This has been hanging around in the back of my mind for about a year now. I took a crack at a draft earlier this year, to get some of my thoughts down; that draft has been sent to join its ancestors.
I was thinking over the Lokasenna, and the myth about Loki’s binding, and the various players in that myth, and I realized that another way of looking at it is about civilization’s attitude towards nature.
The Aesir are commonly seen as gods of civilization, whereas Loki is not only a Jotun, from the part of the pantheon where deities are aligned with primal natural forces and phenomena, He is (among other things) a god of change, which is one of the most fundamental natural forces there is. While there are other Jotnar who are accepted among the Aesir, Loki never seems to be as fully accepted among this civilization-oriented group of gods. He never becomes as civilized as the other Jotun-blooded deities who have Their place in Asgard.
As the myths have it, He insults all the deities at a feast, by pointing out various true but unflattering things about Their lives and behavior, behaving in a way considered improper enough that He is chased from the hall with violent threats, pursued, captured, and then bound in a way that ensures He will be tortured and driven mad – until the end of the world, when He will escape, and be on the side of the Jotnar, helping to bring about the end of the world.
Western civilization’s general approach to using natural resources is that they are there for us to “tame,” to use as we wish, when we wish, and if they don’t behave the way we want them to, we will do our best to make them, or to force onto them whatever it is we DO want to be there. Like trying to grow annual grain crops on the Great Plains, instead of respecting them as perennial grasslands; the outcome of that was the Dust Bowl.
For many decades, people have been raising warnings about impending ecological disasters of all kinds, and repeatedly been dismissed, or taken seriously only on relatively rare occasions. These warnings threaten our way of life, you see; they would impede progress, and slow down civilization. They are critiques of the foundational elements of our civilization, and people who say those unseemly things are generally ignored, mocked, and treated as though they do not belong among those who are running civilization.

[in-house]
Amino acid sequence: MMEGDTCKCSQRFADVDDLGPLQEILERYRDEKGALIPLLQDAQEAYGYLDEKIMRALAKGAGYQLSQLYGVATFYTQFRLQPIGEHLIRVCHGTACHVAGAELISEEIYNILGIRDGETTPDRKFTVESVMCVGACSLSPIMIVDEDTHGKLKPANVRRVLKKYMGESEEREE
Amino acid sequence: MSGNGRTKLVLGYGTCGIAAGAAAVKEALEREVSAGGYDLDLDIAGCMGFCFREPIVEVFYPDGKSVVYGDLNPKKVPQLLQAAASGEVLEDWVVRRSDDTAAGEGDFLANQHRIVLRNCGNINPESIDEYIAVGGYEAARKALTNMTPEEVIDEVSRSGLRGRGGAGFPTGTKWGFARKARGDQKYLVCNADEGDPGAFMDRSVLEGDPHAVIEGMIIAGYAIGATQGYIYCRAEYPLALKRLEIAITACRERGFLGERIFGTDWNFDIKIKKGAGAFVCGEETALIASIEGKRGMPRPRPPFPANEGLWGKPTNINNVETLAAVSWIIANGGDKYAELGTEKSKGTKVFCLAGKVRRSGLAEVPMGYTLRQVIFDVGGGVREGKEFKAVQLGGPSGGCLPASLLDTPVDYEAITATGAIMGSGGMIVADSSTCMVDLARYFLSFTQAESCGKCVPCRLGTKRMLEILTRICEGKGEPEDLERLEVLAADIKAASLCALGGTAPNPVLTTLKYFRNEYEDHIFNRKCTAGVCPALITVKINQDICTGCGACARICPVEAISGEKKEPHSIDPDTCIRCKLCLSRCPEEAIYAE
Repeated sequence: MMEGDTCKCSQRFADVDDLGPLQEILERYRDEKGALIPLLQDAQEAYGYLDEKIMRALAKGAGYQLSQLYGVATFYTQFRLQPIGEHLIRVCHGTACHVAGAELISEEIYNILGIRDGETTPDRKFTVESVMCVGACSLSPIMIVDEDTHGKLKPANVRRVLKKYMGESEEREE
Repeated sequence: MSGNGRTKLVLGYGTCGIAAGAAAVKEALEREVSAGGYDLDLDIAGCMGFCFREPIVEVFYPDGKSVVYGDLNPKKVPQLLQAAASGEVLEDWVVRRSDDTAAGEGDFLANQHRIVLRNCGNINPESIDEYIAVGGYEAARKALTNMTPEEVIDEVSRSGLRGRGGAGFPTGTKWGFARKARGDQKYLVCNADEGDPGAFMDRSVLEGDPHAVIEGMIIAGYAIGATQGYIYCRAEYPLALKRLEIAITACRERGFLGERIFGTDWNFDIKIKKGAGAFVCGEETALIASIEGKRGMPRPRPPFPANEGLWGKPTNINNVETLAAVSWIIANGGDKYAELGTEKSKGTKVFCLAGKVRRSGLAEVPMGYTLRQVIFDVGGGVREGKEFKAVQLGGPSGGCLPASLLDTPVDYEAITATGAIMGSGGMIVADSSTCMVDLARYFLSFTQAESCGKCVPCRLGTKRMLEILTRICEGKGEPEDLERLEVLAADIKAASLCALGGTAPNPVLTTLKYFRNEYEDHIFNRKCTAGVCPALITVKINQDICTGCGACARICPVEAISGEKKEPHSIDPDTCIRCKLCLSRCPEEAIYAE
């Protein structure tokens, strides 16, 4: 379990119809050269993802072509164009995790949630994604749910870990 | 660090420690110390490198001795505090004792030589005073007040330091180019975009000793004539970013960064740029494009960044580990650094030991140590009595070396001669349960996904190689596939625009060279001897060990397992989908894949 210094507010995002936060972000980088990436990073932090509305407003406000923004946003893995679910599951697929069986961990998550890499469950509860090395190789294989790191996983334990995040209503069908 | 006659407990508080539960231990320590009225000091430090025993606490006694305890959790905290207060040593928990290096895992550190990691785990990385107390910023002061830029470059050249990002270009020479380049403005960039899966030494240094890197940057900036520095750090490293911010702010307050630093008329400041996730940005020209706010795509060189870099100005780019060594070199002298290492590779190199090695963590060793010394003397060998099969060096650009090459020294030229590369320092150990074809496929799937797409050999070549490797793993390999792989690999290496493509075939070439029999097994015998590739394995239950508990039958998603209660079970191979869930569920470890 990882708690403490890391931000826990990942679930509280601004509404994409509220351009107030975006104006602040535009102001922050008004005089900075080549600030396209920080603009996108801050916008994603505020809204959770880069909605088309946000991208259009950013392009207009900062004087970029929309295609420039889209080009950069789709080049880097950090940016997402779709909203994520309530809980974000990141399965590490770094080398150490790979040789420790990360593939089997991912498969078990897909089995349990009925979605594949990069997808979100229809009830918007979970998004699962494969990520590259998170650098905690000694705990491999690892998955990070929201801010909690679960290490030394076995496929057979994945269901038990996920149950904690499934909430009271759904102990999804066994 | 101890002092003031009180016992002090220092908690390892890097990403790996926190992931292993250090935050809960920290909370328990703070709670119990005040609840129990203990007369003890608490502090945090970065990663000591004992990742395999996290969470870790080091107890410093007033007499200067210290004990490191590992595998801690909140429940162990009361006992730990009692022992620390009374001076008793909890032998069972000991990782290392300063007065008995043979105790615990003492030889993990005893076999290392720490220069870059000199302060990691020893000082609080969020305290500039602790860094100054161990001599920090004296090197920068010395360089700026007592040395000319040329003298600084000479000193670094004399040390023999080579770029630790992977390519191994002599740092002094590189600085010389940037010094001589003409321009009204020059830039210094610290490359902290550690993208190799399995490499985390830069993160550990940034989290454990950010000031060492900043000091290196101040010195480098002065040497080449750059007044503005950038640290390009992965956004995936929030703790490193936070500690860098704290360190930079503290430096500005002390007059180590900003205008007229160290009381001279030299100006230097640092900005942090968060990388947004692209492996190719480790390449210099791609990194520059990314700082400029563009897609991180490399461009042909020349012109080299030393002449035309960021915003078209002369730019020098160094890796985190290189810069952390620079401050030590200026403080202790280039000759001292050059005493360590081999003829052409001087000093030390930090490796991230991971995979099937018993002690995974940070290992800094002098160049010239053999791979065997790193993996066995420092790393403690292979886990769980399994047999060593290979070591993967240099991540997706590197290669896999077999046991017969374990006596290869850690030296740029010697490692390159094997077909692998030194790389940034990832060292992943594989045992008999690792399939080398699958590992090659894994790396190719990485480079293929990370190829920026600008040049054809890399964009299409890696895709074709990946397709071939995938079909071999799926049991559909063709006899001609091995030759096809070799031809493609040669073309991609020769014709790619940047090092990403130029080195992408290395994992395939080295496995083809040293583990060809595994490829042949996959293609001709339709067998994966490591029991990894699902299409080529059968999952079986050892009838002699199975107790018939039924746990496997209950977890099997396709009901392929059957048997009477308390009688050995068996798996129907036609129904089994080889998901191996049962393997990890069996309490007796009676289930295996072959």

Some interpretations of the myths say that Ragnarok is the inevitable result of the gods of Asgard ignoring Loki’s criticism – that instead of accepting His accusations, and making changes to live up to higher standards, They ignore Him, lock Him away where He can’t point out any more inconvenient truths, and torture Him. Eventually, this contributes to the destruction of Their world, from which will arise a new world, with new inhabitants and new gods.
This pattern seems to play out with many people in their current interactions with Loki. That is, if they ignore His suggestions to make changes in their lives, ignore painful truths He points out, eventually things break in really unpleasant ways, and the change happens anyway.
The moral of the stories here is that big, unpleasant change is often the outcome of ignoring earlier suggestions to make less painful, more gradual changes.
Thanks to ignoring many, many exhortations to change how we interact with the planet, we might be going through a kind of Ragnarok right now – or about to see it happen – as natural systems collapse or transform into wildly different behavior, and that on the other side of these impending catastrophes, the world will be unrecognizable to those of us alive today.
Treating nature like it can be bound, acting as though it can be kept within our rules and made to behave properly, and ignoring repeated evidence that our approach is a problem, has gotten us to a situation where, from our perspective, nature is going mad and threatening to destroy our world (the human world, that is; the planet will keep going, after all).
I don’t believe that the myth as written down hundreds of years ago was intended to be prophetic or interpreted this way. But I am bitterly amused at its relevance to very real-world situations.